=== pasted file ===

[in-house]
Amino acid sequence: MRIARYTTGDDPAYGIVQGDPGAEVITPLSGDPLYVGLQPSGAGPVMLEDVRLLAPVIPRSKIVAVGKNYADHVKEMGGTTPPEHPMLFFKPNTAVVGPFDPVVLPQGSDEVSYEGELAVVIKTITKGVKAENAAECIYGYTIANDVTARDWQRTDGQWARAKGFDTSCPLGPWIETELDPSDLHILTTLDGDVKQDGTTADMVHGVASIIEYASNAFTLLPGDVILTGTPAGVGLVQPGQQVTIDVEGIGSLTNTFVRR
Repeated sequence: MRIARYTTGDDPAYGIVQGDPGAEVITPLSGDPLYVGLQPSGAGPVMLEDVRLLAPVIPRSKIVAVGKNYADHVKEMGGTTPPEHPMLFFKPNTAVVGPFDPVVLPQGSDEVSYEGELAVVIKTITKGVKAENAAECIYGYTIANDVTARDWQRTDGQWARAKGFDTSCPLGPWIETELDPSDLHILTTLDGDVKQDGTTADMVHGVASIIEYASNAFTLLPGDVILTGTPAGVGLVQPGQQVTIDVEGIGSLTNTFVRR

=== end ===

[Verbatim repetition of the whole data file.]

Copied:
[in-house]
Amino acid sequence: MRIARYTTGDDPAYGIVQGDPGAEVITPLSGDPLYVGLQPSGAGPVMLEDVRLLAPVIPRSKIVAVGKNYADHVKEMGGTTPPEHPMLFFKPNTAVVGPFDPVVLPQGSDEVSYEGELAVVIKTITKGVKAENAAECIYGYTIANDVTARDWQRTDGQWARAKGFDTSCPLGPWIETELDPSDLHILTTLDGDVKQDGTTADMVHGVASIIEYASNAFTLLPGDVILTGTPAGVGLVQPGQQVTIDVEGIGSLTNTFVRR
Repeated sequence: MRIARYTTGDDPAYGIVQGDPGAEVITPLSGDPLYVGLQPSGAGPVMLEDVRLLAPVIPRSKIVAVGKNYADHVKEMGGTTPPEHPMLFFKPNTAVVGPFDPVVLPQGSDEVSYEGELAVVIKTITKGVKAENAAECIYGYTIANDVTARDWQRTDGQWARAKGFDTSCPLGPWIETELDPSDLHILTTLDGDVKQDGTTADMVHGVASIIEYASNAFTLLPGDVILTGTPAGVGLVQPGQQVTIDVEGIGSLTNTFVRR